COLLECTION / 1945-1989 / Latin America / Counterculture and urban guerrilla

150 documents.

The term counterculture was coined by the American historian Theodore Roszak in his work, dating from 1968, The Making of a Counterculture, which refers to the cultural norms, references, parameters and values contrary to those already established in a particular society.

Within the section titled ‘Latin America 1920–2000’, and under the heading ‘Counterculture’, Archivo Lafuente presents a small collection of documents dating from the period 1950–1985 and originating, essentially, from three countries: Argentina, Uruguay and Venezuela. The collection consists of books, magazines, posters, leaflets, photographs and printed matter that document thoughts, theories and activities related to radical leftist, anti-imperialist, national liberation, revolutionary and resistance movements, such as the Tupamaros in Uruguay.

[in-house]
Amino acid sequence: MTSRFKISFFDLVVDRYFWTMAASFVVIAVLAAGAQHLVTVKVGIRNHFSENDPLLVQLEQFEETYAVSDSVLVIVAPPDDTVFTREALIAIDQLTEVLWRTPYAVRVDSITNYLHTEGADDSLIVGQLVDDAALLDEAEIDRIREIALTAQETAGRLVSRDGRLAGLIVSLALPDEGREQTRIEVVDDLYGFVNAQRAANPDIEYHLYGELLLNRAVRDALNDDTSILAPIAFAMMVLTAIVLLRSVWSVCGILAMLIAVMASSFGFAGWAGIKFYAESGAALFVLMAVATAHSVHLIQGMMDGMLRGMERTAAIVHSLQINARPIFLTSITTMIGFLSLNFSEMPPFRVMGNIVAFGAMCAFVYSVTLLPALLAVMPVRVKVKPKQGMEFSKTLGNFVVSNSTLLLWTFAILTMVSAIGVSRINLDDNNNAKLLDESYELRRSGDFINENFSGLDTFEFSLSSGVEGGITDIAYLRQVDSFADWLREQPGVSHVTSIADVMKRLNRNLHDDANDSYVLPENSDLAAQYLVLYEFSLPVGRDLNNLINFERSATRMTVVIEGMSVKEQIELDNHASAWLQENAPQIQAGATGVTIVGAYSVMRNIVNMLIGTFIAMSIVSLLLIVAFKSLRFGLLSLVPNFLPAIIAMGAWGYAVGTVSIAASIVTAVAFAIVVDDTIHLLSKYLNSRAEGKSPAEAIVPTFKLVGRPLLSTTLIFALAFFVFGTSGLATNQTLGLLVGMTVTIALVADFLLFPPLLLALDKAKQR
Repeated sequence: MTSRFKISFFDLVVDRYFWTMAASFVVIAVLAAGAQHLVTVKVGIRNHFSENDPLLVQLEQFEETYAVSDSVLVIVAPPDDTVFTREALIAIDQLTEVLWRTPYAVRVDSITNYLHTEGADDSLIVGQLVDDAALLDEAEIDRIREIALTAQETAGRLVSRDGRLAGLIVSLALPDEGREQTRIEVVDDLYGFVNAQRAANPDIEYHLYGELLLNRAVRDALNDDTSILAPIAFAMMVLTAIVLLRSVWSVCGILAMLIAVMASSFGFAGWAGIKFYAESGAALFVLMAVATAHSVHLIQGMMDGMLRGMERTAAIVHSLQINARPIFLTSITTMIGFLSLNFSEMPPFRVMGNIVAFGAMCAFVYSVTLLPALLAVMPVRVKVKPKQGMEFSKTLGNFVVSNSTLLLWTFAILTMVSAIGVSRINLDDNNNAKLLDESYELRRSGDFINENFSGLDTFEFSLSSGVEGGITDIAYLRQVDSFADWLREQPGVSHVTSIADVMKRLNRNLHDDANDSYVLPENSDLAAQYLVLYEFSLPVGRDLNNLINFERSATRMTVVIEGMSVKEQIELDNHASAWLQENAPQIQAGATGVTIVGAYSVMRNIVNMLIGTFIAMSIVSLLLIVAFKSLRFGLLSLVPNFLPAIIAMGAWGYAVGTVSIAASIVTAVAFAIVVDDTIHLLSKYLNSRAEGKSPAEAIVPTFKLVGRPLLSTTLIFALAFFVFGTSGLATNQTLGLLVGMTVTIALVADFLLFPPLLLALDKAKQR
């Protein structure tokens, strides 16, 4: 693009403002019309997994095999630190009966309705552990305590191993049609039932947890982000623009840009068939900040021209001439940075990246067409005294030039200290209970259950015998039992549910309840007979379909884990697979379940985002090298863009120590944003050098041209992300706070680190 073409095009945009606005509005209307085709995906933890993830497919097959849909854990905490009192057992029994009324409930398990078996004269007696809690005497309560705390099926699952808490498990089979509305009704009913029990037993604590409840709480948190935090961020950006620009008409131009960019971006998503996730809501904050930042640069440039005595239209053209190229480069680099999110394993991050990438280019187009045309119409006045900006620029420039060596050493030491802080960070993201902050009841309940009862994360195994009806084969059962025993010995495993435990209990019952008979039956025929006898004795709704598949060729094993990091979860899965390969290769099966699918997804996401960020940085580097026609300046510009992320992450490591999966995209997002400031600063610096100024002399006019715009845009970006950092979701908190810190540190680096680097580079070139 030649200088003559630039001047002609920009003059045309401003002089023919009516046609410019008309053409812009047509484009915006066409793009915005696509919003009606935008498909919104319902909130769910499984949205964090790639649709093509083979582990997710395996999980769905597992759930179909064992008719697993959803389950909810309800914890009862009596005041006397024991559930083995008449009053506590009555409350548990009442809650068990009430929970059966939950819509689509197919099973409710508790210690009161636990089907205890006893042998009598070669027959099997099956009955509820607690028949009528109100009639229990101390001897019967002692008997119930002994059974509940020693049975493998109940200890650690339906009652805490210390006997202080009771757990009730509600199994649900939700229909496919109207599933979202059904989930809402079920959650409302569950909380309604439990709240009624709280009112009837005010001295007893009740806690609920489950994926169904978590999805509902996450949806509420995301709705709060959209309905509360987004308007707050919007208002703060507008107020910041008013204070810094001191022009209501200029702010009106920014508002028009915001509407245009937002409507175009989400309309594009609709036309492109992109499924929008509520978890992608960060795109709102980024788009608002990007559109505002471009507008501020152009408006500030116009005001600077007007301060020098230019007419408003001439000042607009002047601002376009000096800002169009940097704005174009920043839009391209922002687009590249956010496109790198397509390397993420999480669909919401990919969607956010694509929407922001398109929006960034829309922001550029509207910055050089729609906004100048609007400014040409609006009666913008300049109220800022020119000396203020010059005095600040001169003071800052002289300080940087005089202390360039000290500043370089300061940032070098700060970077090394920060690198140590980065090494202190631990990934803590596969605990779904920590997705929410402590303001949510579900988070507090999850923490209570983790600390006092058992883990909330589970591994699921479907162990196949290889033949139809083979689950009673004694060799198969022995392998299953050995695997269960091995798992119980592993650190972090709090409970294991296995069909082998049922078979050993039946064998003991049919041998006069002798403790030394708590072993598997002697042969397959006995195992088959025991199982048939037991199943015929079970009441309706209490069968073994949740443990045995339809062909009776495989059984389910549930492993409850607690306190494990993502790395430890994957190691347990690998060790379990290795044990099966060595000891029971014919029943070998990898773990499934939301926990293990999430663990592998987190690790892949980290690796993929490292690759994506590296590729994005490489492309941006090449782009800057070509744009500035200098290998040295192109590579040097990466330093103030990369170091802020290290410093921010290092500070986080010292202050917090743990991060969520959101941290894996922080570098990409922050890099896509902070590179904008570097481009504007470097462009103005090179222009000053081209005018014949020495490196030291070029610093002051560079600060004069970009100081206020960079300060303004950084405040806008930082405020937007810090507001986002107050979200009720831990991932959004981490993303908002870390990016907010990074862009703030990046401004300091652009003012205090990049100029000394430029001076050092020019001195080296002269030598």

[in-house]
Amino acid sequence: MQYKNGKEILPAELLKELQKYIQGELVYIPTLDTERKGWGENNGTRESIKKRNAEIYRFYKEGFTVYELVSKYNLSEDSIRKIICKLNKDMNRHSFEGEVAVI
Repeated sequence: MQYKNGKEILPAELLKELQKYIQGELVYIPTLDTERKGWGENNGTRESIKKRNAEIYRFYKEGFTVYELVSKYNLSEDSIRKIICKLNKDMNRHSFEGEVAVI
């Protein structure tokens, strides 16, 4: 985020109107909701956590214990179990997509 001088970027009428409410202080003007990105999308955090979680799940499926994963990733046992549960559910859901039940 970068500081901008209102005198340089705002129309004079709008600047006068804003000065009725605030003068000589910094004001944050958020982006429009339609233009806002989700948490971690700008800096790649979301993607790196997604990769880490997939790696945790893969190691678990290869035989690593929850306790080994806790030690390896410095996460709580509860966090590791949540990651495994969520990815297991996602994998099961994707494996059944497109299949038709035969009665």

This set of documents includes original posters such as ¡Tu quieres paz! Frente izquierda lista 1001; leaflets, such as various issues of Documentos y antecedentes (1968–1970) edited by the Movimiento de Liberación Nacional (Tupamaros); the photograph Panther’s Demonstration (1970), by United Press International; books, such as Tupamaros: la única vanguardia (Montevideo, 1969), by Carlos Núñez and Estrategia de la guerrilla urbana (Montevideo, 1969), by Abraham Guillén; as well as magazine issues, such as Arte y crítica (Buenos Aires), Contracultura (Buenos Aires, 1970–1971), Nadaísmo 70 (Bogotá, 1970), Pucuna (Quito, 1963–1965), El Matrero (Uruguay, 1971) and 26 M. Nada ni nadie trampeará nuestro destino (Montevideo, 1971).

 



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